• Be dogged. Starting things is easy - a business, a novel, a war, a baby. Keeping them going is a lot harder, it's just as important as imagination (Prue Leith, cook, novelist and chairman of the Royal Society of the Arts).  One I find difficult to follow, it easy when the enthusiasm's there, but to carry on day after day is much more of a challenge.
  • Make sure that everyone you love knows it.  Make the most of every moment.  (Stuart Prebble, chief executive, ONdigital).  Why we like Valentine's Day, Mother's Day etc as they remind us.
  • Have close friends of all ages.  In these long-lived times, have close friends of all ages. So many people are left alone after surviving their contemporaries.  To stick only to your own age-group is one of the most uncivilised customs of today.  (Ronald Blythe, writer).  Something I was told many years ago, it keeps the mind open (like a parachute, the mind works better when open!).
  • Distress, not stress, is the killer.  It isn't stress that kills you, it's distress. enjoy the stress.  Realise that distress is the killer. (Joe Ashton, MP and director, Sheffield Wednesday FC).  Insufficient stress makes us then find it more difficult to cope with stress when it comes.
  • Ask friends what you do well.  If you're wondering what to do with your life, ask ten friends to tell you just one thing which they think you do well.  List all these positive aspects of yourself and you'll have the outline of the next step in your life. (Charles Handy, international management guru).  Must try this one ...
  • If in doubt, dont, as second thoughts are often best.  Don't write an angry, apologetic or flattering letter which you may have cause to regret.  Don't do anything for a dare, or to impress - it will end in tears.  Don't go with the crowd if you feel it's against your nature.  (Sir Ludovic Kennedy, broadcaster).  What mothers used to tell their daughters many years ago, but it doesn't just apply to girls out with their boyfriends!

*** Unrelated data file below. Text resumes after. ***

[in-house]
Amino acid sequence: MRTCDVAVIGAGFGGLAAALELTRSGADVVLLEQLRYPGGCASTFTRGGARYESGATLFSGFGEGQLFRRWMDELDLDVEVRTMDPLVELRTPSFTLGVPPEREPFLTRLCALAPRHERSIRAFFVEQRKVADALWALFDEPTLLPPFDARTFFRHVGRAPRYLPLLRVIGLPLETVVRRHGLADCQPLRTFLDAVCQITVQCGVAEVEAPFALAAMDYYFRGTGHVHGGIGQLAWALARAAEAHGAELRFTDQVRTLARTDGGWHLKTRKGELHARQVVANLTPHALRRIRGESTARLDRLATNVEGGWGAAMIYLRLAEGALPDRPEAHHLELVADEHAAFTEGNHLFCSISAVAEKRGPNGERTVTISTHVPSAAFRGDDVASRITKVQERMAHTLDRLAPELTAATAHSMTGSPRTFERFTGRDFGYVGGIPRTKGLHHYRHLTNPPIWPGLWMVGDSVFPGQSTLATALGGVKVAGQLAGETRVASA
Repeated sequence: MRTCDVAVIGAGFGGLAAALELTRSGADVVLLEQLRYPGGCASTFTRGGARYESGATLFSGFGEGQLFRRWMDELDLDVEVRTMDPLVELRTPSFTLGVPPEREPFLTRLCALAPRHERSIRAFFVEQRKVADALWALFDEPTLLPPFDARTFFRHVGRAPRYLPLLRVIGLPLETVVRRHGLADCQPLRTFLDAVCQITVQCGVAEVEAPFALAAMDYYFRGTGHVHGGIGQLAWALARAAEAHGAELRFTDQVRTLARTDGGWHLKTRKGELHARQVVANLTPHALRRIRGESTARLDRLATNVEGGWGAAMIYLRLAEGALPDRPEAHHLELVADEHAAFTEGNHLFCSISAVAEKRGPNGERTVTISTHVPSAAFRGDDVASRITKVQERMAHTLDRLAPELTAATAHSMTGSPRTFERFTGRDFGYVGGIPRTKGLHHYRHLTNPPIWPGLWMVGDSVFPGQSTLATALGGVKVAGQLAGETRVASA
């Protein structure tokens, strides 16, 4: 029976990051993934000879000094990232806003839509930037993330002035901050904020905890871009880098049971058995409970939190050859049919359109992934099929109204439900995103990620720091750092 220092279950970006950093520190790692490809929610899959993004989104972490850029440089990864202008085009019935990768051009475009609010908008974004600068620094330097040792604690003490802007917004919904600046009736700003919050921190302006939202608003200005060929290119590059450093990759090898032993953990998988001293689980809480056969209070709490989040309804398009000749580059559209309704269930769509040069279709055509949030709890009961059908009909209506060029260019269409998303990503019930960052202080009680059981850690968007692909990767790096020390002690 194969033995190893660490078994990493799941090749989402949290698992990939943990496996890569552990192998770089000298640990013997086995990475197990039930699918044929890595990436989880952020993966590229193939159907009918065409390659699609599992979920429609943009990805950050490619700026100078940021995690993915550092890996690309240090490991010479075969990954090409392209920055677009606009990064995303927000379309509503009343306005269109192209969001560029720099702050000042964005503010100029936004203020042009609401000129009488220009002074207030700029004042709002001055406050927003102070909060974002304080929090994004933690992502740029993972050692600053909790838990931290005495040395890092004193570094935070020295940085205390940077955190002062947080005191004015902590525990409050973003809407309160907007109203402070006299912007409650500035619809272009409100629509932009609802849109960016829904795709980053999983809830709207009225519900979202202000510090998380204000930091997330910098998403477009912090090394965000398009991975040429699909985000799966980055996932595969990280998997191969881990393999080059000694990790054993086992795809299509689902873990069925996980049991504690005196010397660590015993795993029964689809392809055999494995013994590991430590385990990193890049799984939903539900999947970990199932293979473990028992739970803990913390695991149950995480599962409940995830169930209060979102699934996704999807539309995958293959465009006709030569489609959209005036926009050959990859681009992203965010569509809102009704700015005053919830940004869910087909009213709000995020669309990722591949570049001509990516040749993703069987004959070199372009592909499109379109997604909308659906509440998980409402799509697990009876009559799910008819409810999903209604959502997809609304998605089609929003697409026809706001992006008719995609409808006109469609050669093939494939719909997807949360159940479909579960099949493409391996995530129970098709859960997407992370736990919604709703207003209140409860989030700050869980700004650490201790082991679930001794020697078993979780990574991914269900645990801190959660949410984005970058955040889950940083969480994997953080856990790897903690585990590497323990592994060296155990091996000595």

• Carry on the conversation once you are married.  The best bit of advice about marriage is: don't do it unless you can't bear not to.  The best description of marriage is from RL Stevenson: 'Marriage is one long conversation, chequered by disputes.  Two persons more and more adapt their notions to suit the other and, in the process of time, they conduct each other into new worlds of thought' The only real essential is to carry on the conversation that you started.  (Libby Purves, journalist).   And not just about which DIY jobs are going to be done this weekend!
  • Never take a job you can do. Learning new things while stryhing to do the impossible makes work exciting, prevents boredom and encourages creativity.  (Elizabeth Filkin, parliamentary commissioner for standards).  But don't take on a job that's so difficult that you can't cope and then your self-esteem will plummet.  Tackle a step at a time.
  • Think before you sink or Don't spit in the well, you might need a drink of water.  This old Russian proverb means: do not discard people who have upset you or behaved badly, friends, anyone - you might need them later (Nina Petrova, actress).  Be nice to people when you're on your way up, you may well meet them when you're on the way back down ......

From Seize the Day (Chatto & Windus, ISBN 0701169389)